While a positive attitude is important in the writing business, writers need some humility too. In my experience, the best new and emerging writers expect rejection, are thrilled and surprised by acceptance, and take every bit of advice and editing along the way as a precious gift that will lead to improved future submissions and maybe more chance at publication.
There is an interesting phenomenon occurring with new writers, many of them young, writing for content sites. This is a great way for college students and recent grads to make some extra cash. The pay per article isn't high, but it can provide some pin money for pizza and beer during the school years or during the after-grad job search, and even after getting a job if you have extra time in the evening.
But be warned! Being accepted at content sites doesn't make you an accomplished "writer" anymore than flipping burgers for a summer job qualifies you as a sous chef. Like many entry level jobs, however, it can be a learning experience. The problem is, too many new writers don't see it that way.
As noted in another post, these sites often imply a certain selectivity in the application process. In reality, you will often receive an acceptance email in less time than it took to open your attachments. Then, if you are lucky, the weeding process will actually begin with your early submissions, which may be heavily edited, with only a certain number of rejections allowed before writers are dropped.
Why do I say lucky? Because without that process new writers will just continue making the same mistakes and carrying those mistakes into other venues. I'm the first to say that writing for content sites isn't a step toward scholarly journals or literary magazines, but there are some things that apply across the board, like:
- Reading and following guidelines.
- Reading samples of published work in addition to, or in place of, guidelines when they aren't clear or available.
- Writing clear and coherent sentences without too much passive voice.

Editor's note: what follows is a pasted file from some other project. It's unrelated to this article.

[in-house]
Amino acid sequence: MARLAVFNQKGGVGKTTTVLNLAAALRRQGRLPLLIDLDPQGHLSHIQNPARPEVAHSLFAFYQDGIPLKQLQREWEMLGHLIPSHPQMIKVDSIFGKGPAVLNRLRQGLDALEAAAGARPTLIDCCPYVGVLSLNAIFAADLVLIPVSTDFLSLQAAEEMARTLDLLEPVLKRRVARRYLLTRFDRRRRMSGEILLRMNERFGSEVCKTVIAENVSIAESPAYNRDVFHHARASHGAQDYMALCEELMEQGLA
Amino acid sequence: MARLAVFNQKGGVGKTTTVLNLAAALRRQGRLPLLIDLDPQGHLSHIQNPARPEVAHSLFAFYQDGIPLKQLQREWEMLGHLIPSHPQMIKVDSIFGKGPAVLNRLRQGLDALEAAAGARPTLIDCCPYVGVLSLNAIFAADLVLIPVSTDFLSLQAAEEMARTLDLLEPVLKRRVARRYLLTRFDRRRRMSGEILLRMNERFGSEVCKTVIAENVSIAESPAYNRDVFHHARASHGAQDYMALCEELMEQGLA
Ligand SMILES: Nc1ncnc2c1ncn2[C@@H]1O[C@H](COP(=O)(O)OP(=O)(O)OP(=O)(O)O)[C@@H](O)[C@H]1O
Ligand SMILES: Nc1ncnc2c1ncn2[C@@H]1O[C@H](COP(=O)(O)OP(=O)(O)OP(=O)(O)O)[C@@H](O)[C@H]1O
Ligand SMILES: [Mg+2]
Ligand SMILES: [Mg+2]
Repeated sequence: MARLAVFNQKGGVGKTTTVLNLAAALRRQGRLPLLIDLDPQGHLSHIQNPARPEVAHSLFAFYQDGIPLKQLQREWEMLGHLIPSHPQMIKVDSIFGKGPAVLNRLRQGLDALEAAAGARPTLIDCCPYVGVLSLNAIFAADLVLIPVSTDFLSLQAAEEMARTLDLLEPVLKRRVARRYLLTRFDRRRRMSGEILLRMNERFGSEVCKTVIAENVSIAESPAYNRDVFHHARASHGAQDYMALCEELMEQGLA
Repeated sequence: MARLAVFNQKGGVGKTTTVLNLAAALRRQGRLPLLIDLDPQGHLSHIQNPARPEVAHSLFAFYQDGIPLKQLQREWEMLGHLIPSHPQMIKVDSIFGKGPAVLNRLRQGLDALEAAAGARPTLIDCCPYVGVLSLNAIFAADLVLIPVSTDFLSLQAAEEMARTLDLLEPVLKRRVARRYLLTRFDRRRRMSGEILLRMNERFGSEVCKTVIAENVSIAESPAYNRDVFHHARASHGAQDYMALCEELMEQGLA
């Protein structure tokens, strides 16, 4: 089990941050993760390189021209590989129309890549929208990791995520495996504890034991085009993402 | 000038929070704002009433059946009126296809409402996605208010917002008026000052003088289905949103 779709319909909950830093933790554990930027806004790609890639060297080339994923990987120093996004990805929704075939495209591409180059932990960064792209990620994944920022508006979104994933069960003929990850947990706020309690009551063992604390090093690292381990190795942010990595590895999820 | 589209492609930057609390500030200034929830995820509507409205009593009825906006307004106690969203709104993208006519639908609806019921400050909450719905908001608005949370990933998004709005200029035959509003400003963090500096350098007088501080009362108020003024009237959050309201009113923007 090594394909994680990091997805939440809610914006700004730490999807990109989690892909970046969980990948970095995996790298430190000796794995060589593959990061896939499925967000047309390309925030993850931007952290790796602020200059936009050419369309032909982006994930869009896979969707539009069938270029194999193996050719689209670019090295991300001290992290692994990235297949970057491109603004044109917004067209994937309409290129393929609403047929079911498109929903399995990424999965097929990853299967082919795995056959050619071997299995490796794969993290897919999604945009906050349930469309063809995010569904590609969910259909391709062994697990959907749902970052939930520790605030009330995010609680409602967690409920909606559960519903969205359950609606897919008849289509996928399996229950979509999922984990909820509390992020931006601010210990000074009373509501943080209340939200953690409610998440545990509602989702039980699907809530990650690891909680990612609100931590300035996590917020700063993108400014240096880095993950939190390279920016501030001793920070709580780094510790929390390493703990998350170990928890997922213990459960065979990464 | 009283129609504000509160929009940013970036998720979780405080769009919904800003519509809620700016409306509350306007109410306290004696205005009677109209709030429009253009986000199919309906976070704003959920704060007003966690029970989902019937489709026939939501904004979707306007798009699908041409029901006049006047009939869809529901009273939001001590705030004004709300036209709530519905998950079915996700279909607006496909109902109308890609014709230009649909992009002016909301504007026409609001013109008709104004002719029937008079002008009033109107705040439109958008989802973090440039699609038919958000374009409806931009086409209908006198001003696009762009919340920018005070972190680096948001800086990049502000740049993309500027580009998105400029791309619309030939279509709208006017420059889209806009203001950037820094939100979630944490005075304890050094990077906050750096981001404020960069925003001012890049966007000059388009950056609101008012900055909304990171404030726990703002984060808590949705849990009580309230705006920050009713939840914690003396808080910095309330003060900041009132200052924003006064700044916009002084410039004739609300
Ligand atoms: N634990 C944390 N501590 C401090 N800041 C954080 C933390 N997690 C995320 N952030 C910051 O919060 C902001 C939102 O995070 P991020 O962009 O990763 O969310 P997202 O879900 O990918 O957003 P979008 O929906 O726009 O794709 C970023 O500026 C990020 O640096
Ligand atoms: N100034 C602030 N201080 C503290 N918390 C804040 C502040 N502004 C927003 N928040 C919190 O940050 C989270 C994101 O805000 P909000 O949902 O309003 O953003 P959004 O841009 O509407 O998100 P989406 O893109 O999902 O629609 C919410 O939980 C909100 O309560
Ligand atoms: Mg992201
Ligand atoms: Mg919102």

- Avoiding filler words and phrases like "one of the most important..." or "if you are considering..."
- Proofing every submission carefully for proper punctuation (which can vary from site to site), spelling and typos.
To my more experienced readers this may sound obvious, but often new writers, who see acceptance to write for any site as a seal of approval, not only do not do the above but take serious umbrage at any kind of criticism, let alone rejection. I read posts in forums of other writing sites that complain about Copy Editors at the site where I work for being "too picky" or sending back or rejecting work for "minor" things. In three weeks I have had five writers appeal my rejections. In every case these were pieces where, despite little chance of bringing them up to par, I wrote copious instructions for rewrites. Sometimes these writers fixed some of the gaping errors but not all. But, in most cases the writing was just bad, and while I attempted to say that in a nice way, the writers obviously did not agree.
While there have always been writers who think they are better than they are, what concerns me, in this era of instant publication gratification through blogs, self publishing and a growing number of all-inclusive venues, is that some new and emerging writers, at least in the freelance market, have begun to see publication as an entitlement. When it doesn't happen or they are required to make some changes, they gripe to other writers or, worse, send an irate email to the publisher or editor, often showcasing the very reasons their work wasn't publishable in the first place.
I encourage those writing for the freelance market to learn what literary writers know all too well. You are not entitled to having your work published. Every bit of feedback is a gift. Every rejection is an opportunity for learning. Use it and learn. If you can't do that, you are in the wrong business.